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Interprofessional Working in Social Work | Essay

Paper Type: Free Essay Subject: Social Work
Wordcount: 1382 words Published: 19th Jul 2018

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Critically evaluate the strengths and weaknesses of interprofessional working within social work


During the last thirty years there has been a lot of debate over community care. Policy in the 1970s and 1980s brought significant changes to services for people with disabilities, people with learning disabilities, and older people (Kirk, 1998). Many institutions were closed due to financial constraints and care was increasingly focused on the community. In 1988 the Government commissioned the Griffiths Report (1988) which advised that local authorities should be ‘enablers’, organizing and directing community care. Local authorities would have budgets with which to purchase care from the private and voluntary sector.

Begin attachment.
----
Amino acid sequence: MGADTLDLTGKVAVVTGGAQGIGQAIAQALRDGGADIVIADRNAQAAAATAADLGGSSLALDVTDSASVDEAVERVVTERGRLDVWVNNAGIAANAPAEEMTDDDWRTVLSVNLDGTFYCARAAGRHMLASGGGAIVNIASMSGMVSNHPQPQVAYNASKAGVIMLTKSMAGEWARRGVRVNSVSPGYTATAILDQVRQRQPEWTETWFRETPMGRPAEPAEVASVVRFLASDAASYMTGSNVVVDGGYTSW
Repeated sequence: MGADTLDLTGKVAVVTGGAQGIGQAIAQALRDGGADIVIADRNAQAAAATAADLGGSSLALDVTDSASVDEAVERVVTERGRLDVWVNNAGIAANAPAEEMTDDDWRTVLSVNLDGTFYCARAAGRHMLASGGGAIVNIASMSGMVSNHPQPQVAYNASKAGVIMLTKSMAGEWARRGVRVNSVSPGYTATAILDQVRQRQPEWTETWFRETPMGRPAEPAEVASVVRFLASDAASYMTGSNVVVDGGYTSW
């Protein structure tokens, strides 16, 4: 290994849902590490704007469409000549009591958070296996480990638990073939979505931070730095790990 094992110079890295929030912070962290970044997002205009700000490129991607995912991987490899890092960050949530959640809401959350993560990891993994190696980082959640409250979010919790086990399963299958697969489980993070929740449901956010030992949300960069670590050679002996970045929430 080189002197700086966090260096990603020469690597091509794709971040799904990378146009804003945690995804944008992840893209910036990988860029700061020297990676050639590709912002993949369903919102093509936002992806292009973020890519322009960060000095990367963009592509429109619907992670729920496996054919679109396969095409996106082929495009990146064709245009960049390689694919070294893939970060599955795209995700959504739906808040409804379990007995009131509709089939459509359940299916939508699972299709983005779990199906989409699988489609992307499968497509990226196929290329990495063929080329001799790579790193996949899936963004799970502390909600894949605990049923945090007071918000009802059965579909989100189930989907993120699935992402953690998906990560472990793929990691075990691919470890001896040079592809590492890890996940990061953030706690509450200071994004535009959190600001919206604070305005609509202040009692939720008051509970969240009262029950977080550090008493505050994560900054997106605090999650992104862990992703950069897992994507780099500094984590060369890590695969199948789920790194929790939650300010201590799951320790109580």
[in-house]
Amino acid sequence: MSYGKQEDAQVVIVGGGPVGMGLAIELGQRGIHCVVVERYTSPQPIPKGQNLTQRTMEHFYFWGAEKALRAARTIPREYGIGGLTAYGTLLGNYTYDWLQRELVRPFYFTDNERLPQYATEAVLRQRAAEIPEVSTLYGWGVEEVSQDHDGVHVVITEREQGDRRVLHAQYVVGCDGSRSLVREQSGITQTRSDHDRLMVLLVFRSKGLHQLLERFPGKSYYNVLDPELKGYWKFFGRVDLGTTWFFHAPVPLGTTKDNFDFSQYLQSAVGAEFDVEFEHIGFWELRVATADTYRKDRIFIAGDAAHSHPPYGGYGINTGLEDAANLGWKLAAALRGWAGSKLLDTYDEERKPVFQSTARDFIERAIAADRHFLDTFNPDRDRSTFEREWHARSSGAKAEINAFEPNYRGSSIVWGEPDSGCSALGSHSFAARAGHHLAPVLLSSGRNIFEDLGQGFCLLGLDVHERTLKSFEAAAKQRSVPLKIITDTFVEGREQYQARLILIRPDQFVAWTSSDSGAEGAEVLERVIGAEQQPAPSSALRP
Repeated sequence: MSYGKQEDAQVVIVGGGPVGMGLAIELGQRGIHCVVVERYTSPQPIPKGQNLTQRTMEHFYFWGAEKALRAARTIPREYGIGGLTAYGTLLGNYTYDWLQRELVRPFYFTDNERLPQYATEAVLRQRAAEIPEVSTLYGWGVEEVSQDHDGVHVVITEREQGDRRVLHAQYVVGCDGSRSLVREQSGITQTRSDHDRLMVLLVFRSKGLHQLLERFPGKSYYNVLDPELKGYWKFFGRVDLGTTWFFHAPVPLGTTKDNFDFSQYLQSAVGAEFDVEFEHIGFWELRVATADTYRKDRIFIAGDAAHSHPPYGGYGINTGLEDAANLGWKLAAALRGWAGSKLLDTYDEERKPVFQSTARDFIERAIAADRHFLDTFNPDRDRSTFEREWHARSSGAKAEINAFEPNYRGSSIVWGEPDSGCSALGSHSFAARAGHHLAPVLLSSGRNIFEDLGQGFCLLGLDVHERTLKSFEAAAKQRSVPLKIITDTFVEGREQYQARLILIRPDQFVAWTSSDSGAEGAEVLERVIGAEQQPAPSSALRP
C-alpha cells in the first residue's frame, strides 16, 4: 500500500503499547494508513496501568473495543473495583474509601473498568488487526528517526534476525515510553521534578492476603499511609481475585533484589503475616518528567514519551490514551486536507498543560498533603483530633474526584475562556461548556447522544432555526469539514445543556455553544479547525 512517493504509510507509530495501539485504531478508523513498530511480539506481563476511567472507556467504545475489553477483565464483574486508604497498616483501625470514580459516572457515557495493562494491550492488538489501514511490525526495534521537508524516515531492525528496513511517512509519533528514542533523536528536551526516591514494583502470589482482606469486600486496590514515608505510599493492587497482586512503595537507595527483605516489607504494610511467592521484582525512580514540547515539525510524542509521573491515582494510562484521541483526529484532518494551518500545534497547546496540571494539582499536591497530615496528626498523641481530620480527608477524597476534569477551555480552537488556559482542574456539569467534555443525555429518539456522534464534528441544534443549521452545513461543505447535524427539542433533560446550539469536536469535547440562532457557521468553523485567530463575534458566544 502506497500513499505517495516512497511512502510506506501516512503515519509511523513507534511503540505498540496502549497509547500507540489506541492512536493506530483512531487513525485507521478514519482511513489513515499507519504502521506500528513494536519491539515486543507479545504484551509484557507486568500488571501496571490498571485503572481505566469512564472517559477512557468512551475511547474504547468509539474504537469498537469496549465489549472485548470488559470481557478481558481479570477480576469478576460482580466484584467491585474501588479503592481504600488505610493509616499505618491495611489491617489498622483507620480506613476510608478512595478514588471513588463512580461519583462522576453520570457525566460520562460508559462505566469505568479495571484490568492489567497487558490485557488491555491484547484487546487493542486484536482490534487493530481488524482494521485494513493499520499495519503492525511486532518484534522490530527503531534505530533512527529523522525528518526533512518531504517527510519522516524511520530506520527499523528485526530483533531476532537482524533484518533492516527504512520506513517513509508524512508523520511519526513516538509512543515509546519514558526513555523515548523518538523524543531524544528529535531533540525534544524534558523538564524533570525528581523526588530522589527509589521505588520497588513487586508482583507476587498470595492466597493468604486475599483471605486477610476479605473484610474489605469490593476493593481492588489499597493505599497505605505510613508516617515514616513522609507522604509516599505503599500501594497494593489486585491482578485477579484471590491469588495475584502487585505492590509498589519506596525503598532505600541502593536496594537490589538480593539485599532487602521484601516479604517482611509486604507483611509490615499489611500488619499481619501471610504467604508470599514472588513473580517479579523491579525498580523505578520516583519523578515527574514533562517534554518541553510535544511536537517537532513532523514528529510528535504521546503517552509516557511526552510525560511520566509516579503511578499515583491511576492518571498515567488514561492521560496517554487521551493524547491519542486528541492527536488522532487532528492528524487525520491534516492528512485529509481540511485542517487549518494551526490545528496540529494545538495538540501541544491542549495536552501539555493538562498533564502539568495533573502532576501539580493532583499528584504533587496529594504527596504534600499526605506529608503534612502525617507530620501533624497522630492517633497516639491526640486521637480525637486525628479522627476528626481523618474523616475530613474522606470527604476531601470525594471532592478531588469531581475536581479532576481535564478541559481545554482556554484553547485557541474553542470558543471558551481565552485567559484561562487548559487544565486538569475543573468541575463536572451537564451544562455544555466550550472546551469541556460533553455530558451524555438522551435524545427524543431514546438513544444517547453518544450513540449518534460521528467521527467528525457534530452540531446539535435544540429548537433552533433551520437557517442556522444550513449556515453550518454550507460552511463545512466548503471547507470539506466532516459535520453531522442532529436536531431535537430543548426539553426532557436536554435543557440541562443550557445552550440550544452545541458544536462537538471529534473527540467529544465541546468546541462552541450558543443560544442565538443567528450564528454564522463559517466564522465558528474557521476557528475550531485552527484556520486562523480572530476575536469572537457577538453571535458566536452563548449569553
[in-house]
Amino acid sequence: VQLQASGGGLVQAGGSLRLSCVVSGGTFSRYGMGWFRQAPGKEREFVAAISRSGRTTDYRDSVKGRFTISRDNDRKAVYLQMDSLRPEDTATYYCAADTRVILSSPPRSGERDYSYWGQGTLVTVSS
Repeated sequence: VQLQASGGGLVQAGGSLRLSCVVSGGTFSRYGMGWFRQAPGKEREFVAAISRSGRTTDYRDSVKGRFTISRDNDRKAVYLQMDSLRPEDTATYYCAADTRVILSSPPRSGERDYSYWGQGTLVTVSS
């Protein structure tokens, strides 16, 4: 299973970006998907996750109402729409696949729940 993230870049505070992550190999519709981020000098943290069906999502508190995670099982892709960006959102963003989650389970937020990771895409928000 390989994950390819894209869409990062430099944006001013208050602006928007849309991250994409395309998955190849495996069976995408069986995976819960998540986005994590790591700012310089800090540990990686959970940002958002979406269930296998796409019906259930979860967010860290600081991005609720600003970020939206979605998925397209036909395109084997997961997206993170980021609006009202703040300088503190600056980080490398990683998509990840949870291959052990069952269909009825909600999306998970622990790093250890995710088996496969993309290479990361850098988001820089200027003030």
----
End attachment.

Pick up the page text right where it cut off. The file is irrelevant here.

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The 1990 NHS and Community Care Act established that provision of care was no longer the sole responsibility of the state. Care packages would be organised by local authorities with input from voluntary and charitable organisations. Care packages generally consist of one or more of the following; provision of services in a person’s home, residential care, respite care, day care and family placements, sheltered housing and group homes and hostels. The introduction of the 1990 Act increased the burden of care for the social work profession who had to make initial assessments and then refer clients to the appropriate services. This meant that social workers who had previously been quite autonomous in their practice (Challis, 1991). The introduction of new working practices and the necessity for a greater degree of inter-professional working has meant that this autonomy has been increasingly eroded. This paper will examine the strengths and weaknesses of inter-professional working for social workers in the health arena.